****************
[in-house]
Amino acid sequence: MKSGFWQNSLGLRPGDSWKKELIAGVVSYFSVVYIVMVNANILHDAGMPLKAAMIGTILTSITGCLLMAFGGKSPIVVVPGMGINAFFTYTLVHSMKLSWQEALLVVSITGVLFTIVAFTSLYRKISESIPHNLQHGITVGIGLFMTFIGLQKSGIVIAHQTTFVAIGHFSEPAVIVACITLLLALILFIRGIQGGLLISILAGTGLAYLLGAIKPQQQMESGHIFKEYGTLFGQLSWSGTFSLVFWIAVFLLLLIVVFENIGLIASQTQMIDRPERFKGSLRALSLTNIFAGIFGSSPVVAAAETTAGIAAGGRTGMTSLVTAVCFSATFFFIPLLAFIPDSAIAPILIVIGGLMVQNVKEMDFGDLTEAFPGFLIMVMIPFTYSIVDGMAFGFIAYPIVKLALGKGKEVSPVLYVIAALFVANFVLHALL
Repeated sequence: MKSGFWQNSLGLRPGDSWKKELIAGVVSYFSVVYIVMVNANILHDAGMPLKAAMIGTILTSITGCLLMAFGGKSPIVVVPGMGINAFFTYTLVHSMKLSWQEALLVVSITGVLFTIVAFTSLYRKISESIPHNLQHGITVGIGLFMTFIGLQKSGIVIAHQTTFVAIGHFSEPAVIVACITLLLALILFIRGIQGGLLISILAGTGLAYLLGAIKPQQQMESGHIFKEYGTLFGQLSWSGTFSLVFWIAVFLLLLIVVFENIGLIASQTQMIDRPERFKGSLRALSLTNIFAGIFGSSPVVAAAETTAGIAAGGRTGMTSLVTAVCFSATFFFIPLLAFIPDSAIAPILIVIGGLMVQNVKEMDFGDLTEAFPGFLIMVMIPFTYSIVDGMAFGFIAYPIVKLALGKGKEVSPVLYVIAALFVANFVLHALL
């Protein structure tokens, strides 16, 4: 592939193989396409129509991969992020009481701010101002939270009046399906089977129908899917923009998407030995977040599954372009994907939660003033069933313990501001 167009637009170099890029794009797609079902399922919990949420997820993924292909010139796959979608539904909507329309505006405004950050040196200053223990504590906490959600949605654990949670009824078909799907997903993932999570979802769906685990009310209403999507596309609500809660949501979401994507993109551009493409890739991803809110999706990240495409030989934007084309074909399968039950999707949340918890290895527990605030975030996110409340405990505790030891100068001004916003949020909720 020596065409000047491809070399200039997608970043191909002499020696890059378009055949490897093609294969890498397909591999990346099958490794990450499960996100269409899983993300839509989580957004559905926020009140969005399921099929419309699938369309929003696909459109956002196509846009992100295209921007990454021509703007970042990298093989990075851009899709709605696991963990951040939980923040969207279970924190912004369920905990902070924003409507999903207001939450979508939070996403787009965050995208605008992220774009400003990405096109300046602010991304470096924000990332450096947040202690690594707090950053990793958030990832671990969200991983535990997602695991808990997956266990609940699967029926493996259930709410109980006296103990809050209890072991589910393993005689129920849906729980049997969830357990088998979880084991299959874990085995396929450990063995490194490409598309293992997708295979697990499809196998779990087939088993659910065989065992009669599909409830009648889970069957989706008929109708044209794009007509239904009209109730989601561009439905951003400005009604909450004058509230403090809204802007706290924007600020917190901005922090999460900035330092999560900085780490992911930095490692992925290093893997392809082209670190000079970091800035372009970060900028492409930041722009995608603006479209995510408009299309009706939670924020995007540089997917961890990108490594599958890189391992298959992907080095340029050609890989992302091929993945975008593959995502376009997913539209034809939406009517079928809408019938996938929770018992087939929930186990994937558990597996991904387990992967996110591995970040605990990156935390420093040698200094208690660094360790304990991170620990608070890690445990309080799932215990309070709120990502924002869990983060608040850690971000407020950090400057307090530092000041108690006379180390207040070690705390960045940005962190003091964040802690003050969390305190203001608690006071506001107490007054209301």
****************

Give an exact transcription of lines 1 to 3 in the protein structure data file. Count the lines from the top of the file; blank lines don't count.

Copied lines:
[in-house]
Amino acid sequence: MKSGFWQNSLGLRPGDSWKKELIAGVVSYFSVVYIVMVNANILHDAGMPLKAAMIGTILTSITGCLLMAFGGKSPIVVVPGMGINAFFTYTLVHSMKLSWQEALLVVSITGVLFTIVAFTSLYRKISESIPHNLQHGITVGIGLFMTFIGLQKSGIVIAHQTTFVAIGHFSEPAVIVACITLLLALILFIRGIQGGLLISILAGTGLAYLLGAIKPQQQMESGHIFKEYGTLFGQLSWSGTFSLVFWIAVFLLLLIVVFENIGLIASQTQMIDRPERFKGSLRALSLTNIFAGIFGSSPVVAAAETTAGIAAGGRTGMTSLVTAVCFSATFFFIPLLAFIPDSAIAPILIVIGGLMVQNVKEMDFGDLTEAFPGFLIMVMIPFTYSIVDGMAFGFIAYPIVKLALGKGKEVSPVLYVIAALFVANFVLHALL
Repeated sequence: MKSGFWQNSLGLRPGDSWKKELIAGVVSYFSVVYIVMVNANILHDAGMPLKAAMIGTILTSITGCLLMAFGGKSPIVVVPGMGINAFFTYTLVHSMKLSWQEALLVVSITGVLFTIVAFTSLYRKISESIPHNLQHGITVGIGLFMTFIGLQKSGIVIAHQTTFVAIGHFSEPAVIVACITLLLALILFIRGIQGGLLISILAGTGLAYLLGAIKPQQQMESGHIFKEYGTLFGQLSWSGTFSLVFWIAVFLLLLIVVFENIGLIASQTQMIDRPERFKGSLRALSLTNIFAGIFGSSPVVAAAETTAGIAAGGRTGMTSLVTAVCFSATFFFIPLLAFIPDSAIAPILIVIGGLMVQNVKEMDFGDLTEAFPGFLIMVMIPFTYSIVDGMAFGFIAYPIVKLALGKGKEVSPVLYVIAALFVANFVLHALL